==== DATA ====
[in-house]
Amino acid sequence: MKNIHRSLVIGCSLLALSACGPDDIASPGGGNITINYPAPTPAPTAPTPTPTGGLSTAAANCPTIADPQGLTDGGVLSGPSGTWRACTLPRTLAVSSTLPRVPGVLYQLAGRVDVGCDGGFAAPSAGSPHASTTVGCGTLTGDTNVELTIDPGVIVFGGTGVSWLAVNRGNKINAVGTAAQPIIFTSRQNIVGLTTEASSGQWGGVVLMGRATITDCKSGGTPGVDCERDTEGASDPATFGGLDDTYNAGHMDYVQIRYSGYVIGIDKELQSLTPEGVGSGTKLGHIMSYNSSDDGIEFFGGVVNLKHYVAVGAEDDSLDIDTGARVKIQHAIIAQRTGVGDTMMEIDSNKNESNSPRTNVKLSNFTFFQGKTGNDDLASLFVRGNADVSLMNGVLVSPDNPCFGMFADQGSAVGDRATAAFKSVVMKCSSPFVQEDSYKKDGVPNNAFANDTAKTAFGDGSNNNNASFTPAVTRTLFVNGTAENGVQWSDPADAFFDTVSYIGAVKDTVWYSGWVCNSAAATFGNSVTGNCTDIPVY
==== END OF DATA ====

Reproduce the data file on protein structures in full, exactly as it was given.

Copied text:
[in-house]
Amino acid sequence: MKNIHRSLVIGCSLLALSACGPDDIASPGGGNITINYPAPTPAPTAPTPTPTGGLSTAAANCPTIADPQGLTDGGVLSGPSGTWRACTLPRTLAVSSTLPRVPGVLYQLAGRVDVGCDGGFAAPSAGSPHASTTVGCGTLTGDTNVELTIDPGVIVFGGTGVSWLAVNRGNKINAVGTAAQPIIFTSRQNIVGLTTEASSGQWGGVVLMGRATITDCKSGGTPGVDCERDTEGASDPATFGGLDDTYNAGHMDYVQIRYSGYVIGIDKELQSLTPEGVGSGTKLGHIMSYNSSDDGIEFFGGVVNLKHYVAVGAEDDSLDIDTGARVKIQHAIIAQRTGVGDTMMEIDSNKNESNSPRTNVKLSNFTFFQGKTGNDDLASLFVRGNADVSLMNGVLVSPDNPCFGMFADQGSAVGDRATAAFKSVVMKCSSPFVQEDSYKKDGVPNNAFANDTAKTAFGDGSNNNNASFTPAVTRTLFVNGTAENGVQWSDPADAFFDTVSYIGAVKDTVWYSGWVCNSAAATFGNSVTGNCTDIPVY